Commonly used JSF converter tags:

Tag Description
f:convertNumber It is used to converts a string into a number of specific format
f:convertDateTime It is used to converts a string into a date of specific format
Custom Convertor It is used to create a custom convertor

See more at: JSF converter tags.

What are different JSF validator tags?

JSF validator tags:
JSF provides inbuilt validators to validate the UI component data. JSF validators can validates length, type, format etc.
For using JSF validator tags we have to use the following namespaces of URI in html node.


Commonly used JSF validator tags:

Tag Description
f:validateLength It validates length of a string
f:validateLongRange It validates range of numeric value
f:validateDoubleRange It validates range of float value
f:validateRegex It validates JSF component with a given regular expression.
f:validateRequired It validates that the input field is not empty. 
Custom Validator It creates a custom validator

See more at: JSF validator tags.

What are different JSF Event Handlers?

JSF event handling:
In JSF when a button is clicked or change value in text filed etc then corresponding JSF component create an instance of the corresponding event class and adds the event to the event list. After adding the event in the event list JSF component call the corresponding listener or handler method.
Note: JSF also provides the facility to handle the application level events which happens when application start or stop.
JSF Events:

Event Handlers Description
valueChangeListener JSF fired value change events when user make changes in input components.
actionListener JSF fired action events when user clicks on a button or link component.
Application Events JSF fired application events when application start or stop or during JSF lifecycle: PostConstructApplicationEvent, PreDestroyApplicationEvent, PreRenderViewEvent.

See more at: JSF validator tags.

How to create custom tag in JSF?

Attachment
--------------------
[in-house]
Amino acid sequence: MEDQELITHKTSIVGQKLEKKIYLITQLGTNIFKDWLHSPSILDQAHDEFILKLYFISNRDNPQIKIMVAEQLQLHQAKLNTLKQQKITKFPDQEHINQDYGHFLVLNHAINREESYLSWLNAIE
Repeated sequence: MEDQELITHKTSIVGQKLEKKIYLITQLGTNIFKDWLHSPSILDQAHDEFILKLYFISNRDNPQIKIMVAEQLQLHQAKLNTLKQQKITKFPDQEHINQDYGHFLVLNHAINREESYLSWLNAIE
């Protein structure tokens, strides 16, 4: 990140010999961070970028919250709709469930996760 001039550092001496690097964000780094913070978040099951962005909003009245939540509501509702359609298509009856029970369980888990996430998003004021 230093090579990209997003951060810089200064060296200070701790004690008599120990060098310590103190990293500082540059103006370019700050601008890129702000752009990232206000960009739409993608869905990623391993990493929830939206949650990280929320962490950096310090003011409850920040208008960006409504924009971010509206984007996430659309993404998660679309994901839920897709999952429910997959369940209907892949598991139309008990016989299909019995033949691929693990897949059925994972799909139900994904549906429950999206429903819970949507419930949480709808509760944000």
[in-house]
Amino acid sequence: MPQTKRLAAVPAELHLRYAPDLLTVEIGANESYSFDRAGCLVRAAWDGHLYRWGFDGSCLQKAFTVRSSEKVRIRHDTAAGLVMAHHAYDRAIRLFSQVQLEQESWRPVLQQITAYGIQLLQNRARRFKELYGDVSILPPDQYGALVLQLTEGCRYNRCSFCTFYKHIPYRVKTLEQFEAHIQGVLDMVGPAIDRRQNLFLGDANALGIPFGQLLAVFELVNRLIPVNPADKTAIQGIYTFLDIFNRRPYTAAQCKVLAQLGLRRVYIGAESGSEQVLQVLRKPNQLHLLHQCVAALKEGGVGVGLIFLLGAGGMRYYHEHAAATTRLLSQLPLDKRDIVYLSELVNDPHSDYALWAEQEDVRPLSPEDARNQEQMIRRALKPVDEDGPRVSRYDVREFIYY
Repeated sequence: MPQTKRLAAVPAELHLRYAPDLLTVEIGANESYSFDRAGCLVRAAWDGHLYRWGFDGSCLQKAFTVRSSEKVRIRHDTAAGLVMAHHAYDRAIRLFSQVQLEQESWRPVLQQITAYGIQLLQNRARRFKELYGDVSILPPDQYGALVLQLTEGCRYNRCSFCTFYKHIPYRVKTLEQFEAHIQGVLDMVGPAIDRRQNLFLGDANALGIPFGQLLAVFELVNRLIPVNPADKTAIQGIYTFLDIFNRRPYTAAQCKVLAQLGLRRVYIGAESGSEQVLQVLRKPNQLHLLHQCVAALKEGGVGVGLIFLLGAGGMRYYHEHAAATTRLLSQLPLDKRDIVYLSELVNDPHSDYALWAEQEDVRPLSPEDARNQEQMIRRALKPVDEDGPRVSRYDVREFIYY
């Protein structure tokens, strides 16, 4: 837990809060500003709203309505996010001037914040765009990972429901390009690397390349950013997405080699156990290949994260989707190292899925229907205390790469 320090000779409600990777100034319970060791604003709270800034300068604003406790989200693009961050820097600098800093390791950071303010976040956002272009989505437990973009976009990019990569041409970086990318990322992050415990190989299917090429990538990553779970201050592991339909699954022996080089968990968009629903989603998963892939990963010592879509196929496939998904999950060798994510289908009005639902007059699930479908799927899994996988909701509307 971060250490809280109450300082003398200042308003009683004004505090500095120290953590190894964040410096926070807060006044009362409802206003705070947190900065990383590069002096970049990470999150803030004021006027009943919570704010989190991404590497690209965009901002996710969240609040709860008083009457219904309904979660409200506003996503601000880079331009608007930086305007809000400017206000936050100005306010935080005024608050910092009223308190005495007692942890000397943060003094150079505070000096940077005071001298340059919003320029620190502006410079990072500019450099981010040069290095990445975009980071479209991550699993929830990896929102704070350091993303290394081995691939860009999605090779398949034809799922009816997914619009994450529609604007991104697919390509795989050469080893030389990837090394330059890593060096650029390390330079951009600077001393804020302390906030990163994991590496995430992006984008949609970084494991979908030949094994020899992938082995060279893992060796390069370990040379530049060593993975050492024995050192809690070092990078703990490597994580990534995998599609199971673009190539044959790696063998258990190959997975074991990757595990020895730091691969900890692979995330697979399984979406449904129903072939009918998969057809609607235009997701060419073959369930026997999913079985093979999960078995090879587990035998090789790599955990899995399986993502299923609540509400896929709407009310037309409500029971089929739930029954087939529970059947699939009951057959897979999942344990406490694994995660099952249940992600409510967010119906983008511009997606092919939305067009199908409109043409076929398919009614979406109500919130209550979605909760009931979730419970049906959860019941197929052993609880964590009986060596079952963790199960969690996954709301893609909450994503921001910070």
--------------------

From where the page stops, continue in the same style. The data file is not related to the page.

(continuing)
JSF custom tag example:
JSF provides the facility to create custom tag to render a pre-defined content. A JSF custom tag uses “ui:composition” to insert content into the page.
Steps to create the JSF custom tag:
1. First create a predefined content in an XHTML page with ui:compisition tag.
2. Declares and define the custom tag details in a tag library descriptor.
3. Register the tag library descriptor in the web.xml file.

See more at: Jsf custom tag.

How to create composite components in JSF?

JSF provides the facility to create reusable custom components also known as composite components. Below are the steps to create composite components in JSF.
Steps to create and use the JSF composite components:
1. First create a resources folder.
2. Create an xhtml file in resources folder and declared the composite namespace.
3. Uses composite tags composite:interface, composite:attribute and composite:implementation, to define content of the composite component. The composite:interface tag is used to declare the configurable values. The composite:implementation tag is used to declare the XHTML markups. To access composite:interface attribute we can use #{cc.attrs.attributeName}.
4. For using the composite component create an xhtml file and use custom component’s namespace where folderName is the name of the folder under resources forlder containing the composite component.
5. Use the composite component like a normal JSF component.

See more at: Jsf composite components.

How to terminate the session in JSF?

public String logout() {
FacesContext fc = FacesContext.getCurrentInstance();
HttpSession session = (HttpSession) fc.getExternalContext().getSession(false);
return "loginPage";

Is it possible to have more than one Faces Configuration file?

Yes. We can define the list of the configuration files in the web.xml.